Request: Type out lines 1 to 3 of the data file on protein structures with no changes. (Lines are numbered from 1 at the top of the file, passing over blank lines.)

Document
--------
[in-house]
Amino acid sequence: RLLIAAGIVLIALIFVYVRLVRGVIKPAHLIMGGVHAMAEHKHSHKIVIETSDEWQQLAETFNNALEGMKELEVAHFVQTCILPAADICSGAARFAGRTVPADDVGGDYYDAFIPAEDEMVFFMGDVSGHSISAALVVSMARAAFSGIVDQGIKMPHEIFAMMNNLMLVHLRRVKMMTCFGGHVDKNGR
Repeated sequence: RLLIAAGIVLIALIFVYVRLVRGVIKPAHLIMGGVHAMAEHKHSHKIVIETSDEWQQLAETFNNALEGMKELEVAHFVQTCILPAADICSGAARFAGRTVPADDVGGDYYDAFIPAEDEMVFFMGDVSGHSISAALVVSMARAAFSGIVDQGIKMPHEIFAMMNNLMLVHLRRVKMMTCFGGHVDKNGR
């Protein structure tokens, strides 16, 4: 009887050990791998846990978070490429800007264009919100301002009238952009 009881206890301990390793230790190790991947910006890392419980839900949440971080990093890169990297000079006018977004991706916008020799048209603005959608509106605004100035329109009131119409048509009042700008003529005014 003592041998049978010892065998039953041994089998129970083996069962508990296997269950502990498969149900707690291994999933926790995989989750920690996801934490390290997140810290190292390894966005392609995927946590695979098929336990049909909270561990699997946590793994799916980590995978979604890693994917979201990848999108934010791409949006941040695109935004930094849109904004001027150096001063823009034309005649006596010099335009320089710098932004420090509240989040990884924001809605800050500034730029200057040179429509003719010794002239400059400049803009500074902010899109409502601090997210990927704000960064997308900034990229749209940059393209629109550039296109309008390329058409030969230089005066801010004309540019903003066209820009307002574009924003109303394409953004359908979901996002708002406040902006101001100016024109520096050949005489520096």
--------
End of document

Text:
[in-house]
Amino acid sequence: RLLIAAGIVLIALIFVYVRLVRGVIKPAHLIMGGVHAMAEHKHSHKIVIETSDEWQQLAETFNNALEGMKELEVAHFVQTCILPAADICSGAARFAGRTVPADDVGGDYYDAFIPAEDEMVFFMGDVSGHSISAALVVSMARAAFSGIVDQGIKMPHEIFAMMNNLMLVHLRRVKMMTCFGGHVDKNGR
Repeated sequence: RLLIAAGIVLIALIFVYVRLVRGVIKPAHLIMGGVHAMAEHKHSHKIVIETSDEWQQLAETFNNALEGMKELEVAHFVQTCILPAADICSGAARFAGRTVPADDVGGDYYDAFIPAEDEMVFFMGDVSGHSISAALVVSMARAAFSGIVDQGIKMPHEIFAMMNNLMLVHLRRVKMMTCFGGHVDKNGR